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Unlocking the autism mystery

"My hope is some day Jack will be self-sufficient and on his own," Joe Hayes of Liverpool said.

Jack Hayes, 9, is autistic, high functioning, intelligent and a big fan of the Peanuts comics and practicing his baritone - a tuba on loan from school.

For the last several years, through the help of the Autism Treatment Center of America, the Hayes family has been able to venture into Jack's world and begin drawing him out into our world, primarily with the aid of what is called the Son-Rise Program.

According to the Autism Treatment Center of America, the Son-Rise Program "teaches a specific and comprehensive system of treatment and education designed to help families and caregivers enable their children to dramatically improve in all areas of learning, development, communication and skill acquisition. It offers highly effective educational techniques, strategies and principles for designing, implementing and maintaining a stimulating, high-energy, one-on-one, home-based, child-centered program."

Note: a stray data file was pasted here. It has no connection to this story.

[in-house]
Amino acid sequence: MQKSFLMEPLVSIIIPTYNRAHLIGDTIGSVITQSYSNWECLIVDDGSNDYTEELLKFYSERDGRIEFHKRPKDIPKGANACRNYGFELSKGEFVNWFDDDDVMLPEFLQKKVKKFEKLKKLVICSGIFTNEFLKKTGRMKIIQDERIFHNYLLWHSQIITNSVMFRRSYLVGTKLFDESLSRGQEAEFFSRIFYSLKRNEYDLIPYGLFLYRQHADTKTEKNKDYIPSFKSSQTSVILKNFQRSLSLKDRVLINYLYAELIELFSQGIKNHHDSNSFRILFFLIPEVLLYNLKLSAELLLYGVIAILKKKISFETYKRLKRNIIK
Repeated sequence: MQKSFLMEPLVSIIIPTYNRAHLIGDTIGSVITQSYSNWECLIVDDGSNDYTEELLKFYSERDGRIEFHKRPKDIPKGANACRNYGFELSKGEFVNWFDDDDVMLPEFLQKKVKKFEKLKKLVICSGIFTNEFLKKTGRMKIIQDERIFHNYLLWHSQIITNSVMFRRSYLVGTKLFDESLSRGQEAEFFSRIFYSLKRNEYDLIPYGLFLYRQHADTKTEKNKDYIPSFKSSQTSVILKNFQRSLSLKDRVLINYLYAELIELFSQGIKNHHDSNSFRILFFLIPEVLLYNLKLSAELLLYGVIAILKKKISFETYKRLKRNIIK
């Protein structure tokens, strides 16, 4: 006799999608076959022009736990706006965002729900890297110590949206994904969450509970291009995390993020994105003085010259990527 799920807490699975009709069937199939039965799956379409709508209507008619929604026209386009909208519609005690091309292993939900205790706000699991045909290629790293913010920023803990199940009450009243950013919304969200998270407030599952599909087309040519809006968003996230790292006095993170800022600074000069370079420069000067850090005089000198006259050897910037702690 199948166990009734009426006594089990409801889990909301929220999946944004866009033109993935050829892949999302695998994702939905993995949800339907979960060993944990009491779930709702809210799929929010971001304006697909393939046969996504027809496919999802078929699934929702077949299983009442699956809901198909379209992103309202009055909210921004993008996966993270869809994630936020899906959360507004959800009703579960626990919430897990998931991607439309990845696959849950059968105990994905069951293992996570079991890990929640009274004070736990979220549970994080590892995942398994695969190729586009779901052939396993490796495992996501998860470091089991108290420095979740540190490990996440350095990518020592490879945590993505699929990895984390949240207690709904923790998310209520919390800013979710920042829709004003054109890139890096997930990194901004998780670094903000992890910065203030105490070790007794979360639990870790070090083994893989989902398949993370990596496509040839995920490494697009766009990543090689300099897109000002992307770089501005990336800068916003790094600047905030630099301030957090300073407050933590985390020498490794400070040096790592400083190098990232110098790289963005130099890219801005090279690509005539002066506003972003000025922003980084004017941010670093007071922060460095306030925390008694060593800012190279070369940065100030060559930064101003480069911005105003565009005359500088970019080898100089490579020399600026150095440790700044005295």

The program encourages families of autistic children to bring in volunteers to play and interact with their child, Joe said.

"One of the big things with the Son-Rise program is we believe the repetitive behaviors are beneficial and they'll go away when they're no longer needed," Joe said. "We go into their world and lead them into our world."

Repetition supplies insight into the behaviors while facilitating eye contact, social development and the inclusion of others in play. While a game of chess or coloring on the floor of Jack's playroom may appear to be a moment of father-son bonding during playtime, it is in fact a chance for Joe to work with Jack on socialization and eye contact.

"I'm a big believer in it," Joe said of the program. "A lot of it seems pretty simple, but it's effective."

Joining an autistic child in his or her repetitive behaviors is a way to bond, Joe said. While some people may say a parent shouldn't do that and the behavior needs to stop, there's a bigger belief that to cut down or stop the behavior altogether is to stunt the child.

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